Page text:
There can come a point in a game, a fight or even a war when everyone understands what is going on. All the players are on the same wavelength, even though they envision different outcomes. After President Bush’s speech Sunday night, we may be at such a point concerning Iraq.
Mr. Bush came back from his vacation, which has been no vacation for American soldiers, or for many Iraqis, in a mood that was blunt and comprehensive. He identified Iraq as a “central front” in the Terror War which the terrorists ratcheted up, after several early strikes, on 9/11. We broke the Taliban and Saddam, but fighting continues in Iraq. “There is more at work,” he said, in the attacks on Shiites, U.N. diplomats and American soldiers, “than blind rage. The terrorists have a strategic goal. They want us to leave Iraq before our work is done.”
What is that work? “The triumph of democracy and tolerance in Iraq, in Afghanistan and beyond, would be a grave setback for international terrorism …. Our enemies understand this.”
Who should agree but one of our enemies-poetically enough, from beyond the grave? Yussuf Al-Ayyeri, an Al Qaeda bigwig killed in a gun battle in Saudi Arabia last June, wrote, before he died, a polemic called “The Future of Iraq and the Arabian Peninsula After the Fall of Baghdad.” Don’t look for it at Barnes and Noble. But the jihadists have disseminated it for their own consumption, and the journalist Amir Taheri gave a précis of it in the New York Post . Al-Ayyeri called the roll of recent threats to Islam as he conceives it-modernism, nationalism, socialism. Worse than all of these, and worse even than the American war machine, is democracy. “What threatens the future of Islam, in fact its very survival, is American democracy.” Democracy-by which he means the free secular state-would make Muslims “love the world” and “reluctant to die in martyrdom.” Martyrs should therefore make Iraq so hot that we will leave it. That is the way the world should end, with a bang, not a vote.
Al-Ayyeri calls to mind Paul Berman’s recent book Terror and Liberalism , which argued that all the monsters of the last century-Communists, Nazis, jihadists-have been fueled by the love of death. They first loved the death of their enemies, by the million if necessary. But they also saw death as a flail for their own ranks, or even the crown of their efforts. The hecatombs of Communist cadres that marked Stalin’s rule, the perverse worship of Wagner that marked Hitler’s rule and the pyre that ended it, and the next-worldly brothel of the Islamists all bear out Mr. Berman’s argument.
If death is the goal of Al Qaeda and its friends, then by all means let us oblige them. How best?
President Bush said on Sunday that the price for the next year’s operations in Afghanistan and Iraq would be $66 billion. To which I would say, I see him and double, if that’s what it takes. One goes into debt for big purchases-houses and college educations for individuals; freedom and security for countries. John McCain recently called on Mr. Bush to step up to the plate and ask yet more of us. Our future (to say nothing of Mr. Bush’s) depends on his correct assessment.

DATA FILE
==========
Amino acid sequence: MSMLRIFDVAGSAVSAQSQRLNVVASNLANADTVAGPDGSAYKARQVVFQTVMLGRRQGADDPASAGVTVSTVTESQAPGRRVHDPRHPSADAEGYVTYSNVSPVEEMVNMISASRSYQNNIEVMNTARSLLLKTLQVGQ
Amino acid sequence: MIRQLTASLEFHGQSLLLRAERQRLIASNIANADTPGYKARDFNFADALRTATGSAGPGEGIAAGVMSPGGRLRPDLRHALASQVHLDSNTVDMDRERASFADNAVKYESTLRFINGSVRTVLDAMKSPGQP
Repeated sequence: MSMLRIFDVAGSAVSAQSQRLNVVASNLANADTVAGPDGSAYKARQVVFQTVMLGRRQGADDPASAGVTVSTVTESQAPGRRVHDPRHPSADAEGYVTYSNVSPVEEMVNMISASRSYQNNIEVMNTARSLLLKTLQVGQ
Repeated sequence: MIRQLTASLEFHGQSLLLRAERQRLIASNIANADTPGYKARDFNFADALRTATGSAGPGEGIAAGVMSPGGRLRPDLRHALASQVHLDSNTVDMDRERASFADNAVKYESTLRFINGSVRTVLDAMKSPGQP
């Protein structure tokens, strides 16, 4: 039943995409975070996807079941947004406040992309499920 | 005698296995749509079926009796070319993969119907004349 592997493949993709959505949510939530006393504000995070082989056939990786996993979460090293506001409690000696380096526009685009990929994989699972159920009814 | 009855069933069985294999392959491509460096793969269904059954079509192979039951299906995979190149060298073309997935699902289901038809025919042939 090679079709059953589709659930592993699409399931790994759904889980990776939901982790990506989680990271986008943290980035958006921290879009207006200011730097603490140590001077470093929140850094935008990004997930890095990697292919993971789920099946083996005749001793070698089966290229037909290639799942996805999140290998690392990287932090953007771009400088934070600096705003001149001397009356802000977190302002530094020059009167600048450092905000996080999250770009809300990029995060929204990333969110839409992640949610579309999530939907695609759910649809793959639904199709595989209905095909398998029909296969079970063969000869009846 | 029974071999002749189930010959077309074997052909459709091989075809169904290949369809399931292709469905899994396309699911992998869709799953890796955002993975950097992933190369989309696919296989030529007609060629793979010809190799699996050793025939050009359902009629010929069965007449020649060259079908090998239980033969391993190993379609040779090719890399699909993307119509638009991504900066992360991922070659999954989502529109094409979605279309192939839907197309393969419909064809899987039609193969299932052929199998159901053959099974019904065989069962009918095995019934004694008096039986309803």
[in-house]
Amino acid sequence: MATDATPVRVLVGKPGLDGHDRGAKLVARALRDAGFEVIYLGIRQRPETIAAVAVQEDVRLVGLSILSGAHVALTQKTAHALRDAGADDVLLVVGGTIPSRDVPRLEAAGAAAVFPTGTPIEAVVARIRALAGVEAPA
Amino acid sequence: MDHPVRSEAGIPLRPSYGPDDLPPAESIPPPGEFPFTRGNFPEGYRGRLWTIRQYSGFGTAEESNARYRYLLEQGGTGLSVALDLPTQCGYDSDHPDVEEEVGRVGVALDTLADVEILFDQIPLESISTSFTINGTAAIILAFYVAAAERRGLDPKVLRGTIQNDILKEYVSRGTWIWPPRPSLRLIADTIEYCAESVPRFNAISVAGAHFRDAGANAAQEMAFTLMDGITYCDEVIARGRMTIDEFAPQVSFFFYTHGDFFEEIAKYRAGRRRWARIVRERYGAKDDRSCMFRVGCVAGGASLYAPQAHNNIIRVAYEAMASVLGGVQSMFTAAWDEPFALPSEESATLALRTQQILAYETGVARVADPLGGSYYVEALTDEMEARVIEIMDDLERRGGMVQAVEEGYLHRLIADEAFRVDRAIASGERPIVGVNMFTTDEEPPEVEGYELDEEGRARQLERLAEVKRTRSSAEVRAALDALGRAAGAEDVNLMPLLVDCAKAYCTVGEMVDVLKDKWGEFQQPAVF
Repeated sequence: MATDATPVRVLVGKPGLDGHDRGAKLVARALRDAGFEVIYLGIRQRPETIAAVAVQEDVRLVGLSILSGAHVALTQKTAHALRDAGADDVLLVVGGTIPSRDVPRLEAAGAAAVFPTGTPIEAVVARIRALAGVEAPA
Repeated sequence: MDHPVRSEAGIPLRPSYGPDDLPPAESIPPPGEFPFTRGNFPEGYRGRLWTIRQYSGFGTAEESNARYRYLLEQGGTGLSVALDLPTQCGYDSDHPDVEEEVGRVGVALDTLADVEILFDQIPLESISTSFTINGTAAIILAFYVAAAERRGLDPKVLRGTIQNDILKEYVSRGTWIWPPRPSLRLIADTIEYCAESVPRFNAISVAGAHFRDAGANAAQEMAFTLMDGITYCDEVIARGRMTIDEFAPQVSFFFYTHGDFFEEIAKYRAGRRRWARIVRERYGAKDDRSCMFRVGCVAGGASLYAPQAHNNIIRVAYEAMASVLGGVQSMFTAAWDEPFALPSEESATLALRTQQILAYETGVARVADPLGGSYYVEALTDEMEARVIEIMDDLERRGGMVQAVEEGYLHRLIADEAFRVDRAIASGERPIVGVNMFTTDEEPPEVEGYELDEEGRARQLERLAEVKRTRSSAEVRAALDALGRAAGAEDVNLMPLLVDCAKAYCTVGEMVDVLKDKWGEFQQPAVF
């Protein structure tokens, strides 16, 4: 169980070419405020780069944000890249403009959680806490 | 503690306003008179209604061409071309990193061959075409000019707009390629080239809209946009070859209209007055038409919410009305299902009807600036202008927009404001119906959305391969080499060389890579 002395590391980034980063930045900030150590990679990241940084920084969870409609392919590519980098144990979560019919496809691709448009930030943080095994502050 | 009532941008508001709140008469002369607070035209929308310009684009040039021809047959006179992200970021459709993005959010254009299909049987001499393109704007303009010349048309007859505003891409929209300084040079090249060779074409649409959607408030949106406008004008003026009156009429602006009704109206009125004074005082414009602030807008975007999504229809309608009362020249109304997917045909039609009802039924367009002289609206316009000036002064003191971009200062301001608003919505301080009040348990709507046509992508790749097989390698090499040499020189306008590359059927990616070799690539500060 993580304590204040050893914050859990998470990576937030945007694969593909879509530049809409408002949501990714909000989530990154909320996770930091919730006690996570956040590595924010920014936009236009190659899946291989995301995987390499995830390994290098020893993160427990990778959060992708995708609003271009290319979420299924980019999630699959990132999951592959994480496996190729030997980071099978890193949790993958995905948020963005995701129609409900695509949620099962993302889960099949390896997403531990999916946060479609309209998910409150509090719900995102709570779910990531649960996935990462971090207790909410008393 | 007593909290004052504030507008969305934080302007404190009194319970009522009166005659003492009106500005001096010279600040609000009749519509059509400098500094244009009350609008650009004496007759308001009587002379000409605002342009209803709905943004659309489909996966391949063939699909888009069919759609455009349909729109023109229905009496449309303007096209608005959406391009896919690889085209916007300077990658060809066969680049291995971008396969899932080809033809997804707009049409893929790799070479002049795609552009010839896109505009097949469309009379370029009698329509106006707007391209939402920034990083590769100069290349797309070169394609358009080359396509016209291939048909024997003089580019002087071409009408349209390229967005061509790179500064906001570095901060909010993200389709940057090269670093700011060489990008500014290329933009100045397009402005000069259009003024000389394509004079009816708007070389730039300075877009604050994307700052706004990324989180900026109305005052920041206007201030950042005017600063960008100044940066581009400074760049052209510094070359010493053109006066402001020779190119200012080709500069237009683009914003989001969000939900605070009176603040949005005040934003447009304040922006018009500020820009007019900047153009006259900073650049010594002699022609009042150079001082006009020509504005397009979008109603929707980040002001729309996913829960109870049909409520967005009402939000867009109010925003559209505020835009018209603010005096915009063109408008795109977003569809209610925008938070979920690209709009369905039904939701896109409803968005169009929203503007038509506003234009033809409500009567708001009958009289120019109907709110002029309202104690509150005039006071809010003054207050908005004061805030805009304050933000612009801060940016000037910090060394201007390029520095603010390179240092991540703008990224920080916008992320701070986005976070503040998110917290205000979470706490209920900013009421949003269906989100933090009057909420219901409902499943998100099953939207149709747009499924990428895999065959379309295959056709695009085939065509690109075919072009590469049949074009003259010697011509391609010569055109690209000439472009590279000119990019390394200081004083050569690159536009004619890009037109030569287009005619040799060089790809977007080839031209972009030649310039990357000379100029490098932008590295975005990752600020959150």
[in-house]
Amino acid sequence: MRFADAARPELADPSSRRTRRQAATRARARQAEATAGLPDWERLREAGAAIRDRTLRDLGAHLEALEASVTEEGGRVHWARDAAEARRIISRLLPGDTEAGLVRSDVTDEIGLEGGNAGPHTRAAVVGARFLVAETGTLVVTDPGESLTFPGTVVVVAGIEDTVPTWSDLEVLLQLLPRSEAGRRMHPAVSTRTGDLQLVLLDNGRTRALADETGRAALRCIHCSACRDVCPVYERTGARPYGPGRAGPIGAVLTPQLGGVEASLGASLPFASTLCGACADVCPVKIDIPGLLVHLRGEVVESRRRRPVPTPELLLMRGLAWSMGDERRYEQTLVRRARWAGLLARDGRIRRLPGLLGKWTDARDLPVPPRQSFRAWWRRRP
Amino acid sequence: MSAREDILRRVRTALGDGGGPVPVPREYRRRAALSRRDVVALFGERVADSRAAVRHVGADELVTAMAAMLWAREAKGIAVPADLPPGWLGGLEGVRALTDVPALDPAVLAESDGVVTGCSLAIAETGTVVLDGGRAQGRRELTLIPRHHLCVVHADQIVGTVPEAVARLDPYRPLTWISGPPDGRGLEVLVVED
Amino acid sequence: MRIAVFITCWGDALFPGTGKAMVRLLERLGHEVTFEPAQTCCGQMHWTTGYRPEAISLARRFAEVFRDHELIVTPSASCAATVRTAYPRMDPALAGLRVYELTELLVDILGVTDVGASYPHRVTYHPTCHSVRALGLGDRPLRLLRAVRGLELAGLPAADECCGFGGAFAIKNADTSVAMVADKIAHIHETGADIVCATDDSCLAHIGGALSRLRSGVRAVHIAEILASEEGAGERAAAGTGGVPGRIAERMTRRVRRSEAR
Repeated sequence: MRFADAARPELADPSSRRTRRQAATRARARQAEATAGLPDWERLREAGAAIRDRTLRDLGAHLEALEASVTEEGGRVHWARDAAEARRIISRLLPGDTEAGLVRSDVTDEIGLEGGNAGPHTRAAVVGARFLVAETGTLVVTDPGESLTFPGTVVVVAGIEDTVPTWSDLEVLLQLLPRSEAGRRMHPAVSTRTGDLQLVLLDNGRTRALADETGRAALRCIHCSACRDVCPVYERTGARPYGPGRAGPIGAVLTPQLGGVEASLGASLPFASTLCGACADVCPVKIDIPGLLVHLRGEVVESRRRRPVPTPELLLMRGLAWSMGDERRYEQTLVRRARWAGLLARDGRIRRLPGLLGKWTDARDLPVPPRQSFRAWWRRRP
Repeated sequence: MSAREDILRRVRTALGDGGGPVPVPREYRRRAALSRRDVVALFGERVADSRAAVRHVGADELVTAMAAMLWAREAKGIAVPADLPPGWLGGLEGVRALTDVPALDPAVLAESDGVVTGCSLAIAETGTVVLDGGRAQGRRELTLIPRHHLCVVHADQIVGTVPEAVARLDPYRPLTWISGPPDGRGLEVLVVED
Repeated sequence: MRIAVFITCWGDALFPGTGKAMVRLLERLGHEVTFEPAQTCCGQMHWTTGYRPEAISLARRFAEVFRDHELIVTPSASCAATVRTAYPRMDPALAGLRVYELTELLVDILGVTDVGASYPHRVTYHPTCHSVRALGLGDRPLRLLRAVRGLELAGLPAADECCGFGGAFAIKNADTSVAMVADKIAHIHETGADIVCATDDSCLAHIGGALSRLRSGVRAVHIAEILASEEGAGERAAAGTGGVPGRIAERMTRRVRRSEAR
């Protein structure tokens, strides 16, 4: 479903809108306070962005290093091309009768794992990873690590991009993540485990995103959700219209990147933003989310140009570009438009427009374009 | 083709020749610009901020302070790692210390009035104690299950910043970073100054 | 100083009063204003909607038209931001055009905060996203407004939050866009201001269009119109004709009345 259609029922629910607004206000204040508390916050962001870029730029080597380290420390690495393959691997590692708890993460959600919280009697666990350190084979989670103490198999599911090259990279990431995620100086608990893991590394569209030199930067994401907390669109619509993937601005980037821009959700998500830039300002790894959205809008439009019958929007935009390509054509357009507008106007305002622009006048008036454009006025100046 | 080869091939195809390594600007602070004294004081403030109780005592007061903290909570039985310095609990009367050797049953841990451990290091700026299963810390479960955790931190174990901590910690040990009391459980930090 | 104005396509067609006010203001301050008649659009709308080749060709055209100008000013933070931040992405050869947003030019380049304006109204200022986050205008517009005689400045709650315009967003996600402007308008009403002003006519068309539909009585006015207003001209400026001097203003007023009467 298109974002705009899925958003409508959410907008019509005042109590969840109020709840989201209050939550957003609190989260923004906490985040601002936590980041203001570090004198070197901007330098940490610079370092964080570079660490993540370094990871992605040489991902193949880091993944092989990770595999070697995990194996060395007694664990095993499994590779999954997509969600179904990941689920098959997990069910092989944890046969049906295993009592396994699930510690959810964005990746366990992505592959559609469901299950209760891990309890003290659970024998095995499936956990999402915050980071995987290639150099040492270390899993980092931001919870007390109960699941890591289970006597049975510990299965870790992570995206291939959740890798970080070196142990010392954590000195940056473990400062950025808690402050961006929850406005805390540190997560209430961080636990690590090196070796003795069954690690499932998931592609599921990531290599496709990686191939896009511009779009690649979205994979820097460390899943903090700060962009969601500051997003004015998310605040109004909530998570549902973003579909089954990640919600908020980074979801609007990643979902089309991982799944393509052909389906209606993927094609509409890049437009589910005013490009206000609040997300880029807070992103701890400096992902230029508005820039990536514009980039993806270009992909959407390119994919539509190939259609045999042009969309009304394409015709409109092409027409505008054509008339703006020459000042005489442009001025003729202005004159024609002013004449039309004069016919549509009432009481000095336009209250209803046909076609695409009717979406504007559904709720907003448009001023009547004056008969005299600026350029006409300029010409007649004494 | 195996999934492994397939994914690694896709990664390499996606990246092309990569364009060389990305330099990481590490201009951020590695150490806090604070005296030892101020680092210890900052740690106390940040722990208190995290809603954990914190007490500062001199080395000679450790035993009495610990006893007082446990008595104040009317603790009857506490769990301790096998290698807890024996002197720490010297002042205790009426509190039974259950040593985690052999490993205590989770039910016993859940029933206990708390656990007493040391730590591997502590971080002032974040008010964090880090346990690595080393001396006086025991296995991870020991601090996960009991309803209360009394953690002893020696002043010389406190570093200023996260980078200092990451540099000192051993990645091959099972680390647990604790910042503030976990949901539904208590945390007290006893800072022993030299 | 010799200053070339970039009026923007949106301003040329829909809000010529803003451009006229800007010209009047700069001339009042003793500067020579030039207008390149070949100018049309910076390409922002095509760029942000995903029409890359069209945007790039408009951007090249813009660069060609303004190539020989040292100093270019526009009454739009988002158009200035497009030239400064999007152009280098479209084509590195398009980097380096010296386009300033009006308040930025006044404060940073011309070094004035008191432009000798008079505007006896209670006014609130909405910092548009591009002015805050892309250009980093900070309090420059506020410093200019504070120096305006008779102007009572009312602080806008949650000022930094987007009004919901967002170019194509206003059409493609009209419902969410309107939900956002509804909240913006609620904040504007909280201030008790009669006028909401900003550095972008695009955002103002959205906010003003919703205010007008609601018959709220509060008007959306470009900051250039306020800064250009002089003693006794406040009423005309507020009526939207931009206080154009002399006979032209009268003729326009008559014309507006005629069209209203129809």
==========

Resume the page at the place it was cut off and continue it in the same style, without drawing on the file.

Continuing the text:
Mr. Bush also said he would be asking the Security Council for a new resolution authorizing members of the United Nations to send troops to Iraq. The Security Council, stymied by Russia and France, and cheered on by the latter’s toady, Germany, was the last best hope of Saddam’s regime all through the winter and early spring. Mr. Bush has not trusted it since, and his going back to it now has the color of inconsistency. When John Maynard Keynes was accused of changing his mind, he replied that he did so when his ideas proved wrong; what did his accuser do? If we get a U.N. say-so that would bring in foreign troops, that would be fine, though they would have to be under American command. Our no-longer-so-good friend Turkey would be happy to send in soldiers to pry off the northern third of Iraq and smite the Kurds. Indian troops could be trusted, for India confronts Islamist terrorists, operating out of (if not supported by) Pakistan, inside its own borders. Why India has hesitated to help police Iraq is a mystery.
The main point Mr. Bush made is that the war in Iraq is not the second of two short discreet wars, but a phase of the Terror War, and that the Terror War will take a long time. When the attacks on American troops first became a clear pattern, some in the administration compared them to the activities of the “Werewolves”-diehard Nazi guerrillas who had been put in place in the last days before the Gotterdammerung , and who managed to kill soldiers of the Allied occupation until 1947. A better comparison might be to the dark and bloody postlude of our own Civil War. Abraham Lincoln was murdered shortly after Appomattox by a conspiracy which may well have been a left-over Confederate intelligence operation; the conspirators nearly succeeded in killing Secretary of State William Seward as well. A recent book argued that Jesse James saw his banditry as a continuation of the irregular warfare that had raged in Missouri and Kansas since the late 1850’s. There can be no argument that the first Ku Klux Klan, and similar groups, did their best to frustrate Reconstruction by intimidating and murdering black would-be voters, until the Republican Party, wearied by the effort and the expense, and eager to win the deadlocked election of 1876, called off Reconstruction. Many Southern blacks did not win the right to vote until our lifetime, and that struggle too was conducted in the face of violence.
Now as then, most of the defeated are not terrorists. Now more than then, most of them want a new life. Our security lies in giving it to them.